The main reason I picked up this book was the location. As stated above, I’m a Clevelander. Actually, I’m not far off from the Clevelander she described. The one who leaves for awhile and then comes home. Of course, I didn’t come back toting my own Import to marry, but I returned none the less for all the reasons she states. I like the closeness of it. I like being somewhere that I’m known, where I consistently run into people I know, where I know I can get tickets to events and shows I want to see. The fact that’s it’s affordable is convenient cause even though I’ve witnessed it first hand on many occassions, I’m not a part of the society she talks about. And this society is perfect for this sort of novel. The House of Mirth took place in New York, as Wharton novels tend to do, but setting this sort of story in modern New York is difficult. Yes, New York society is thrown in the general populace’s face, but the fact of the matter is that New York is filled with wealthy people to the point where that sort of society is too big anymore. These aren’t the days of calling cards and staying in in the afternoon. These are the days of working whether you need to or not, they are the days of Wall Street and Hedge Funds and, most prevalently and importantly, new money. Now, I’m not saying that Cleveland doesn’t have those things, but this is a city where the old families still cling to a certain way of life, a certain social standing, they still all see each other nearly every weekend at whatever event is going and belong to a club made specifically for Cleveland’s founders. Honestly, it’s closer to the Wharton way than New York is these days. I have this perfect image in my head of Claire McMillian’s life. Reading between the lines in her bio it’s not particularly difficult to see that she’s the import, from California, encountering Cleveland society as a newcomer. She probably looked around, agog, and thought ‘My god, it’s like a Wharton novel’, and decided to make it one. [After reading a Q&A with the author the truth of the matter was that she was always into Wharton and the reason was because she believed the same things go on today, true, true, and it doesn’t really change what I said just there.]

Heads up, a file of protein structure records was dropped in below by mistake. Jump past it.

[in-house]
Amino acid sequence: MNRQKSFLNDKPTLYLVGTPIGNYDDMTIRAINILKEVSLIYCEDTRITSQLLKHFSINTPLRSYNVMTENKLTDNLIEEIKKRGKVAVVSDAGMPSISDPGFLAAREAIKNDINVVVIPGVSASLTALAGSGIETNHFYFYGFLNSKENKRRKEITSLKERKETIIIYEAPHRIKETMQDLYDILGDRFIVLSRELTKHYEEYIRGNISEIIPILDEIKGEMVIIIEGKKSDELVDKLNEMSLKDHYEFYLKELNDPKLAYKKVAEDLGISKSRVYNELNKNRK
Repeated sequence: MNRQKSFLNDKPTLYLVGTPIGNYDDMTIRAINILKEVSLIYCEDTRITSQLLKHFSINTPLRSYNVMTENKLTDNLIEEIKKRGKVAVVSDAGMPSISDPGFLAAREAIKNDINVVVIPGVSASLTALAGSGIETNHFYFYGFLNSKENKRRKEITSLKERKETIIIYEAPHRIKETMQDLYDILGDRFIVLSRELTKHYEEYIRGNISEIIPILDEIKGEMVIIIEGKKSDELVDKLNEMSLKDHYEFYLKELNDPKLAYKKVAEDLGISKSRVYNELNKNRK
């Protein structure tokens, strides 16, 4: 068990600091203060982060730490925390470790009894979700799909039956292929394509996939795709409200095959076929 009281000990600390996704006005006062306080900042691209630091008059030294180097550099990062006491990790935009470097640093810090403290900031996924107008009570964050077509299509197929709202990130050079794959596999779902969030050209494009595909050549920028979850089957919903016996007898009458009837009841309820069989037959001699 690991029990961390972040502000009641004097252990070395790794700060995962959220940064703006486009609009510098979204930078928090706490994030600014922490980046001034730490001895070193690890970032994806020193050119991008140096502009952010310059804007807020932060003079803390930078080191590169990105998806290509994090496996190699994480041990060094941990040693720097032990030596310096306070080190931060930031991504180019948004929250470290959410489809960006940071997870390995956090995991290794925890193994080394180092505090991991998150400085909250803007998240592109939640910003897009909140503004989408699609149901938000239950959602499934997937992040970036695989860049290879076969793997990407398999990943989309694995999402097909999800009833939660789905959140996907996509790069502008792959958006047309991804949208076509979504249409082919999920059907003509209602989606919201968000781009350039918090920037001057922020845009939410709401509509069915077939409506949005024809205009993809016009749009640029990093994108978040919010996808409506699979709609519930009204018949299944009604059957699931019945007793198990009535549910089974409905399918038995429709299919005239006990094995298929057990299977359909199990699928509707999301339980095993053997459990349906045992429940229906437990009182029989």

But even if I had never encountered this world at all I would still have read this book, because she talks about Severence Hall and the art museum. Because when the narrator walks home from Cedar Hill she turns into the neighborhood where I grew up. Because I’ve been to plenty farms in Hunting Valley. Because I know Chagrin Falls and Downtown and the Shaker Lakes. This is pretty much a Clevelander’s dream.